The act of writing about persons is based on actual interactions, and anthropologists have been keen to elaborate ethical guidelines for fair and proper relationships with their collaborators. The basics of most anthropological guidelines stress the principles of seeking informed consent, not causing harm to individuals, leaving the field situation in the way one found it, and safeguarding confidentiality (e.g., American Anthropological Association 1998), and much wider debates have raged since the 1970s (Rynkiewich and Spradley 1976). Revelations that some anthropologists had spied for the U.S. government during counterinsurgency campaigns in the 1960s in Asia and Latin America shook the discipline. Intellectuals, media, and political leaders in recently decolonized countries, as well as indigenous peoples, charged that anthropology functioned as an imperial discipline of surveillance, and researchers became concerned with how to decolonize anthropology. New ethical guidelines have stressed the need for collaboration, coproduction, and multiple authorship, and for ongoing negotiation of the terms of access to research data. Much controversy has emerged over the status of "practicing" anthropology-- anthropology done outside of the academy, in the service of governments and private firms--especially as ethical guidelines produced in the 1970s have been tempered by a concern of "practicing anthropologists" for the rights of those funding their research, such as commercial stakeholders.
Politics have been intimately tied up with issues of research, ethics, and writing. Since the 1970s more attention has been devoted to the politics of ethnography as a dominating knowledge that posits a different "other." The rise of indigenous anthropology (Medicine 2001), feminist anthropology, and anthropology "at home" have all sought to confront and contest the colonial origins of anthropology (Biolsi and Zimmerman 1997; Brettell 1993; Deloria 1988; Harrison 1991). New approaches to ethnography call into question the older scientific "gaze" of anthropology as a kind of imperial vision that manifested itself in imperious writing--that is, writing in the "voice of god" as an unseen, authoritative, and trustworthy observer. More attention has been paid to how gender, class, ethnicity, and nationality condition one's rapport with hosts, delimit access to spheres of life, and determine what kind of data can be recorded. Reinterpreting ethnography as premised on humanistic, face-to-face, intimate relationships; delving into intersubjective understandings; and not placing oneself outside of the research context as a remote analyst or, worse, as a spectator of zoological phenomena, have worked to produce more self-conscious and politically sensitive ethnographies (Rabinow 1977). Dialogic exchanges (Crapanzano 1980) challenged the previous, sportscaster-like narrations of what people were doing.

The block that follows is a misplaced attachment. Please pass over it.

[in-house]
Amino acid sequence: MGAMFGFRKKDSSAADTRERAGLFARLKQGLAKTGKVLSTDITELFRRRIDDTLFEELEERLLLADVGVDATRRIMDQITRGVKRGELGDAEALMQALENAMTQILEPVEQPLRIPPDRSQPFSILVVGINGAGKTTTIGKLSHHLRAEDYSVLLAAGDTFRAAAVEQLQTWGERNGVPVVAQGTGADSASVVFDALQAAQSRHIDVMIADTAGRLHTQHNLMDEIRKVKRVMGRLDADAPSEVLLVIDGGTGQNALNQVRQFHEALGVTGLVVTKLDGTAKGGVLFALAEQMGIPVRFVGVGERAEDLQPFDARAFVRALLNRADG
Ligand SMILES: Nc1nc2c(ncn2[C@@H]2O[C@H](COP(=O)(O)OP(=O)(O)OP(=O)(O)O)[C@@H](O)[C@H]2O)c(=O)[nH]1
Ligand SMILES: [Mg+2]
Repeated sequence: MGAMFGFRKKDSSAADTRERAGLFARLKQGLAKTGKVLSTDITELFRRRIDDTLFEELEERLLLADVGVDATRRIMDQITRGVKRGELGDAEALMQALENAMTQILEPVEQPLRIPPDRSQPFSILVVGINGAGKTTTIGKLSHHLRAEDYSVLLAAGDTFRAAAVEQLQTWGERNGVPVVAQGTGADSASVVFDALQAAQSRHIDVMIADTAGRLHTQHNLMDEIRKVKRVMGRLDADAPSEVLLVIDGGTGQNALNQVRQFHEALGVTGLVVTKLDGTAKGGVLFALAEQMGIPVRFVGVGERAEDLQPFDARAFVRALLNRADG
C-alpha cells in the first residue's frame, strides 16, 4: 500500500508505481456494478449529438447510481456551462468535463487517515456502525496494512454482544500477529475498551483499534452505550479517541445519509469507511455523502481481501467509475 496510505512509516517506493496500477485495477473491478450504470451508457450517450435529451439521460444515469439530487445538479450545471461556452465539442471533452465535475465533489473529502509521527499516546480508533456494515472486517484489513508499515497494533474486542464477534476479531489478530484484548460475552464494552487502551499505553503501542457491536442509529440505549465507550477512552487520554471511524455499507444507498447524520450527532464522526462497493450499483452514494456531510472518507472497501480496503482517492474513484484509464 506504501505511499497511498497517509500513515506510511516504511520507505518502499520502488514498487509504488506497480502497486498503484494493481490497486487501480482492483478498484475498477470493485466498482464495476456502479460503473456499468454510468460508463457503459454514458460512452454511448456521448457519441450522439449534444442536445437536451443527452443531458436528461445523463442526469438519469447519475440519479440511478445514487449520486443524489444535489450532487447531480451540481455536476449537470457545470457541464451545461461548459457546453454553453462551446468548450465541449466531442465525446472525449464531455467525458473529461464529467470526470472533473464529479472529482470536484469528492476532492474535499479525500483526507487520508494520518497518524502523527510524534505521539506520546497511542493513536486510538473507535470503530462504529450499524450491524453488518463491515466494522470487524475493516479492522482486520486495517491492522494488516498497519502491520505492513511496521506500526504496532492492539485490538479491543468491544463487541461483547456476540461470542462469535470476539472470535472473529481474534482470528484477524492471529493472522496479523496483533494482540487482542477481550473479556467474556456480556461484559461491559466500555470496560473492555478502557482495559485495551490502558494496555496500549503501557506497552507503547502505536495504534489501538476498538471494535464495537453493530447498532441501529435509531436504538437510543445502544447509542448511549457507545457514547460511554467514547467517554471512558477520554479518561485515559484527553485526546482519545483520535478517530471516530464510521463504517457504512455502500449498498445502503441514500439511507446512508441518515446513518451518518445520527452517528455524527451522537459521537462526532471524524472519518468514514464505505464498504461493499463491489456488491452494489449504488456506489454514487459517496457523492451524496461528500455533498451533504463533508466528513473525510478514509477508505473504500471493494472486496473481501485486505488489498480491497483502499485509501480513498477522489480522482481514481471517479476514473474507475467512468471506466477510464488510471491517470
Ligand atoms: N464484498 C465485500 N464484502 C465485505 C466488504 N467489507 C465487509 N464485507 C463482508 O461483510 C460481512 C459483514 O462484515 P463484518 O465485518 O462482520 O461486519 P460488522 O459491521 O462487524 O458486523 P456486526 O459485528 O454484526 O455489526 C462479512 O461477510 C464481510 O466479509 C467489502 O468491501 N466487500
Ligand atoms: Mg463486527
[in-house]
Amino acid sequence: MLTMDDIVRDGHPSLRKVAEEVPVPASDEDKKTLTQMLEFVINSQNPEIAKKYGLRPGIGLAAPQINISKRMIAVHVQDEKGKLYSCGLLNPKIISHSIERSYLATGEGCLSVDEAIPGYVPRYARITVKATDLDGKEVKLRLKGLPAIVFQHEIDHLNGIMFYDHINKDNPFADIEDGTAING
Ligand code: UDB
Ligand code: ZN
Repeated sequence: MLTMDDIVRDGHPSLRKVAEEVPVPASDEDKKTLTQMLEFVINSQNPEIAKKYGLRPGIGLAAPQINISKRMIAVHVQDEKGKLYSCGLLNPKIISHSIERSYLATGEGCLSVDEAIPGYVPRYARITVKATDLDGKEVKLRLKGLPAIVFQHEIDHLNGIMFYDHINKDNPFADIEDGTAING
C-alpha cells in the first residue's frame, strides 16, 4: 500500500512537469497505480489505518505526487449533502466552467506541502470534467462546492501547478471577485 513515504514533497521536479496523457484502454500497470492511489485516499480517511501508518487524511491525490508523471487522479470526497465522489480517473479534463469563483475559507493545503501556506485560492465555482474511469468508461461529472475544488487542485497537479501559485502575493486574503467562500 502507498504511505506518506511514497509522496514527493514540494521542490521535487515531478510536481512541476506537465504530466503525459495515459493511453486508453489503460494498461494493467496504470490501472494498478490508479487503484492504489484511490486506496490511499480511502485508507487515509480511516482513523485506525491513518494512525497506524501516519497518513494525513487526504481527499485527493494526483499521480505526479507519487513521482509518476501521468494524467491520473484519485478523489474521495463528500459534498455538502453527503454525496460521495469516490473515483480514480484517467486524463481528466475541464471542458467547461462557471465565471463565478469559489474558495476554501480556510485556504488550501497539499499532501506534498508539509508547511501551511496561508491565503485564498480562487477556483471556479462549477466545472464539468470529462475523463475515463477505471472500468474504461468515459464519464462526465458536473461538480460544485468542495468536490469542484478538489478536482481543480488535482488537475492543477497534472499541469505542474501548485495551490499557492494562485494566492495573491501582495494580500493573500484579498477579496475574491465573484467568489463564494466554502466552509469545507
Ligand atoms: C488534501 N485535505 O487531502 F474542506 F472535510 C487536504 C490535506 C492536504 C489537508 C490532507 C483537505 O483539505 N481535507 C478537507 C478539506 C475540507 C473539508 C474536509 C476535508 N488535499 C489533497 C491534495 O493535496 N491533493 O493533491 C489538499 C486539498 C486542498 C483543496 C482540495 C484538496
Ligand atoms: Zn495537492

Self-reflection has been acute in anthropology, at times bordering on paralyzing angst. The prolonged immersion in other cultures, the everyday and intimate interactions with one's hosts, arriving as an outsider and becoming an insider, the questions of one's own identity and the status of one's involvements with others almost inevitably heighten self-consciousness. Hortense Powdermaker was aware of how involvement and detachment, art and science, worked in tension with one another in ethnography (Powdermaker 1967). Currently, the relationship between theory and ethnography is tense, too, and there is a greater tendency to produce theoretically heavy accounts that seemingly render ethnographic description as secondary in importance, or as ornamentation in predetermined exercises. Debates about writing styles in anthropology were conducted largely in private, among and for other professional anthropologists, with little or no impact on the social standing and public engagement of the discipline. Some have noted the limits to discussions of reflex-ivity, arguing that the result has bordered on narcissism and a failure to reflect on broader-than-personal conditions of knowledge production (Bourdieu 2000). Although ethnography still addresses the impacts of postmodern and postcolonial critiques, there are new trends emerging: fieldwork in one's home society; feminist and indigenous anthropology; autoethnography; experimental writing, including fiction in the regular sense (Bowen 1954); and militant advocate approaches. In terms of the politics of writing, there are more dialogic and multivocal texts rather than authoritative, univocal accounts. Some scholars are questioning how anthropologists conceptually constitute "the field" at the heart of their ethnographies, with increased sensitivity to the realization that there is no definite beginning and end to fieldwork, no clear "home" and "away" (Amit 2000). Revised ethnographic realism-- understanding the differences between experience and reality--has led some to admit that what ethnography can capture is limited, with the resulting admission of multi-method approaches involving research in archives, media analysis, and use of statistics. Understanding how cultures are delinked from territories, with greater concern for globalization and transnational movements, has led some anthropologists to elaborate frameworks for multisited ethnography (Marcus 1995) premised on traveling cultures, on the movements of money, persons, metaphors, narratives, and biographies. As much as anthropology has been riven by debate about its ethnographic core, very few anthropologists have argued for abandoning ethnography. As Nancy Scheper-Hughes put it: "Not to look, not to touch, not to record can be the hostile act, an act of indifference and of turning away" (1995, p. 418).
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Maximilian C. Forte